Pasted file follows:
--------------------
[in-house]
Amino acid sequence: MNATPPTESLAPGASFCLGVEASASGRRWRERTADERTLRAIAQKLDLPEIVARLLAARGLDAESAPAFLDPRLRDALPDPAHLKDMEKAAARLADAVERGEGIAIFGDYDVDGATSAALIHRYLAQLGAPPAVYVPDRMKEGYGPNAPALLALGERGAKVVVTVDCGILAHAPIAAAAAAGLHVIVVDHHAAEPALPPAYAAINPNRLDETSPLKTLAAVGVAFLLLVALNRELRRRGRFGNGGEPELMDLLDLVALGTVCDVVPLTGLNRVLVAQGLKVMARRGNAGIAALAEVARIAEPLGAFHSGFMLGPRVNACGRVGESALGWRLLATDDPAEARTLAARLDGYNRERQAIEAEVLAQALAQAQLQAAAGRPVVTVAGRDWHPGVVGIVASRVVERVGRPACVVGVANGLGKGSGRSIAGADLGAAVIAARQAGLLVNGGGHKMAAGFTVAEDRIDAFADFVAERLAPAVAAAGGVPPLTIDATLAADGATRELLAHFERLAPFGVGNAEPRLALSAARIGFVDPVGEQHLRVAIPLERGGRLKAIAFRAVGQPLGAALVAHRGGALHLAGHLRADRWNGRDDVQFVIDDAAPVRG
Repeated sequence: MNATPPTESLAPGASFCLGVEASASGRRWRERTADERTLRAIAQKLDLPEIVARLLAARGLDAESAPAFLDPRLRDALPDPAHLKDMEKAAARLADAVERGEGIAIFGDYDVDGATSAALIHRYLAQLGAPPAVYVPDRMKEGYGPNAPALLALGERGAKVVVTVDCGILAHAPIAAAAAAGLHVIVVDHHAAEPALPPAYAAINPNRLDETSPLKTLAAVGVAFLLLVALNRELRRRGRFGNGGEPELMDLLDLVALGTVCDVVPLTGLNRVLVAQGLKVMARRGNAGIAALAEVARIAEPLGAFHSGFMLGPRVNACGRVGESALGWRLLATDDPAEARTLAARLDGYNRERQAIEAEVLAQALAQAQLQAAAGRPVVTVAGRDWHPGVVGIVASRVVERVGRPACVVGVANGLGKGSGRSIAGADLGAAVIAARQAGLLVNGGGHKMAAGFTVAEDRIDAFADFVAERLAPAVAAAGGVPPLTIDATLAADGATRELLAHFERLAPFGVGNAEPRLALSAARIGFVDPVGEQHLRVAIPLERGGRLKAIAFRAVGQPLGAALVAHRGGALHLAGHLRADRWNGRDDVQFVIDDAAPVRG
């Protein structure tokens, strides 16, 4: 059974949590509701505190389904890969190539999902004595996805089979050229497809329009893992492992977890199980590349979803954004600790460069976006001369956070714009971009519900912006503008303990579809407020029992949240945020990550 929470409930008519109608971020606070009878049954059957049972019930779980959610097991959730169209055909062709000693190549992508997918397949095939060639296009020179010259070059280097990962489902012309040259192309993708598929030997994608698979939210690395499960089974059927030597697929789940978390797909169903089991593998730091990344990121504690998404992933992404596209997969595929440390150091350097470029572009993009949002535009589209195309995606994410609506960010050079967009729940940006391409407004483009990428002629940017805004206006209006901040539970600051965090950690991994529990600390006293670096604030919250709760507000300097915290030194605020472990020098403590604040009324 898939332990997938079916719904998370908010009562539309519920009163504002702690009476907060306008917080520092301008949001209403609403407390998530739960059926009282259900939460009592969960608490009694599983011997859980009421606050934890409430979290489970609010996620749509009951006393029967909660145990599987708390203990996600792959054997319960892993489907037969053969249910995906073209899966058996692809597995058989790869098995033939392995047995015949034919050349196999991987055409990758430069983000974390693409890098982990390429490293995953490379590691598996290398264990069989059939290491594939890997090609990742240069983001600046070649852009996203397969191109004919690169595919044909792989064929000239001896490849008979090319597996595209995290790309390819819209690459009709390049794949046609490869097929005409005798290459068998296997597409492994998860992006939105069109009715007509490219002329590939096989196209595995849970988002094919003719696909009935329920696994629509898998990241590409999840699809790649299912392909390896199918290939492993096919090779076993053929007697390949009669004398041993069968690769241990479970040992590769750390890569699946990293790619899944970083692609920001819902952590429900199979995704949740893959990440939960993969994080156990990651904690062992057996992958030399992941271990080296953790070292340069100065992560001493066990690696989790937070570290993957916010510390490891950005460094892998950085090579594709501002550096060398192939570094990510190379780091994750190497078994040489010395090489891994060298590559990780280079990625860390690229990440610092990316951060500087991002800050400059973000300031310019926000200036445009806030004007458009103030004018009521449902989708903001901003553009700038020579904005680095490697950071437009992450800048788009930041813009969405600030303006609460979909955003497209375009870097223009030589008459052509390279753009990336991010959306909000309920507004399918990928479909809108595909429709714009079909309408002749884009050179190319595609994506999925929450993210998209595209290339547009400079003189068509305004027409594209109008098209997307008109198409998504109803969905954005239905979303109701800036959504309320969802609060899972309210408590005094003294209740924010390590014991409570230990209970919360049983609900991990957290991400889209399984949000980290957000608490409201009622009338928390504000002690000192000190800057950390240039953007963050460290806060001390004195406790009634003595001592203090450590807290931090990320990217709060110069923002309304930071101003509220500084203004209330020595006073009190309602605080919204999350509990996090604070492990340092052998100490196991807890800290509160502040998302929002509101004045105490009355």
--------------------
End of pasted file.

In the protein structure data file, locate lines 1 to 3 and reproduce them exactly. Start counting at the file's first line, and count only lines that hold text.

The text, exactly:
[in-house]
Amino acid sequence: MNATPPTESLAPGASFCLGVEASASGRRWRERTADERTLRAIAQKLDLPEIVARLLAARGLDAESAPAFLDPRLRDALPDPAHLKDMEKAAARLADAVERGEGIAIFGDYDVDGATSAALIHRYLAQLGAPPAVYVPDRMKEGYGPNAPALLALGERGAKVVVTVDCGILAHAPIAAAAAAGLHVIVVDHHAAEPALPPAYAAINPNRLDETSPLKTLAAVGVAFLLLVALNRELRRRGRFGNGGEPELMDLLDLVALGTVCDVVPLTGLNRVLVAQGLKVMARRGNAGIAALAEVARIAEPLGAFHSGFMLGPRVNACGRVGESALGWRLLATDDPAEARTLAARLDGYNRERQAIEAEVLAQALAQAQLQAAAGRPVVTVAGRDWHPGVVGIVASRVVERVGRPACVVGVANGLGKGSGRSIAGADLGAAVIAARQAGLLVNGGGHKMAAGFTVAEDRIDAFADFVAERLAPAVAAAGGVPPLTIDATLAADGATRELLAHFERLAPFGVGNAEPRLALSAARIGFVDPVGEQHLRVAIPLERGGRLKAIAFRAVGQPLGAALVAHRGGALHLAGHLRADRWNGRDDVQFVIDDAAPVRG
Repeated sequence: MNATPPTESLAPGASFCLGVEASASGRRWRERTADERTLRAIAQKLDLPEIVARLLAARGLDAESAPAFLDPRLRDALPDPAHLKDMEKAAARLADAVERGEGIAIFGDYDVDGATSAALIHRYLAQLGAPPAVYVPDRMKEGYGPNAPALLALGERGAKVVVTVDCGILAHAPIAAAAAAGLHVIVVDHHAAEPALPPAYAAINPNRLDETSPLKTLAAVGVAFLLLVALNRELRRRGRFGNGGEPELMDLLDLVALGTVCDVVPLTGLNRVLVAQGLKVMARRGNAGIAALAEVARIAEPLGAFHSGFMLGPRVNACGRVGESALGWRLLATDDPAEARTLAARLDGYNRERQAIEAEVLAQALAQAQLQAAAGRPVVTVAGRDWHPGVVGIVASRVVERVGRPACVVGVANGLGKGSGRSIAGADLGAAVIAARQAGLLVNGGGHKMAAGFTVAEDRIDAFADFVAERLAPAVAAAGGVPPLTIDATLAADGATRELLAHFERLAPFGVGNAEPRLALSAARIGFVDPVGEQHLRVAIPLERGGRLKAIAFRAVGQPLGAALVAHRGGALHLAGHLRADRWNGRDDVQFVIDDAAPVRG